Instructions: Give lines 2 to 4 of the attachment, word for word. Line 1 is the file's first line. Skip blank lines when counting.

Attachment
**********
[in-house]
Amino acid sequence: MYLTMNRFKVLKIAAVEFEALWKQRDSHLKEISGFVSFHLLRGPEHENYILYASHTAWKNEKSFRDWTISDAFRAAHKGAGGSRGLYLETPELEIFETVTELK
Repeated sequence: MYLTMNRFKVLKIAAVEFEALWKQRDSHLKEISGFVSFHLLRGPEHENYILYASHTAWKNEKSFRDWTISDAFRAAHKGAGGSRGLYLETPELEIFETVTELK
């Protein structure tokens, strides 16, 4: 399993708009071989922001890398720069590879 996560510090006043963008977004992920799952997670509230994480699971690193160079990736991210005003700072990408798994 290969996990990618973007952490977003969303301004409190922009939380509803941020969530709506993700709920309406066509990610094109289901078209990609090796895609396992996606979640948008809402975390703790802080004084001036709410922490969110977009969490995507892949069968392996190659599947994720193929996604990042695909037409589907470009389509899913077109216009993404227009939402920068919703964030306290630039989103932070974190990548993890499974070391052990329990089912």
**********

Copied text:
Amino acid sequence: MYLTMNRFKVLKIAAVEFEALWKQRDSHLKEISGFVSFHLLRGPEHENYILYASHTAWKNEKSFRDWTISDAFRAAHKGAGGSRGLYLETPELEIFETVTELK
Repeated sequence: MYLTMNRFKVLKIAAVEFEALWKQRDSHLKEISGFVSFHLLRGPEHENYILYASHTAWKNEKSFRDWTISDAFRAAHKGAGGSRGLYLETPELEIFETVTELK
């Protein structure tokens, strides 16, 4: 399993708009071989922001890398720069590879 996560510090006043963008977004992920799952997670509230994480699971690193160079990736991210005003700072990408798994 290969996990990618973007952490977003969303301004409190922009939380509803941020969530709506993700709920309406066509990610094109289901078209990609090796895609396992996606979640948008809402975390703790802080004084001036709410922490969110977009969490995507892949069968392996190659599947994720193929996604990042695909037409589907470009389509899913077109216009993404227009939402920068919703964030306290630039989103932070974190990548993890499974070391052990329990089912």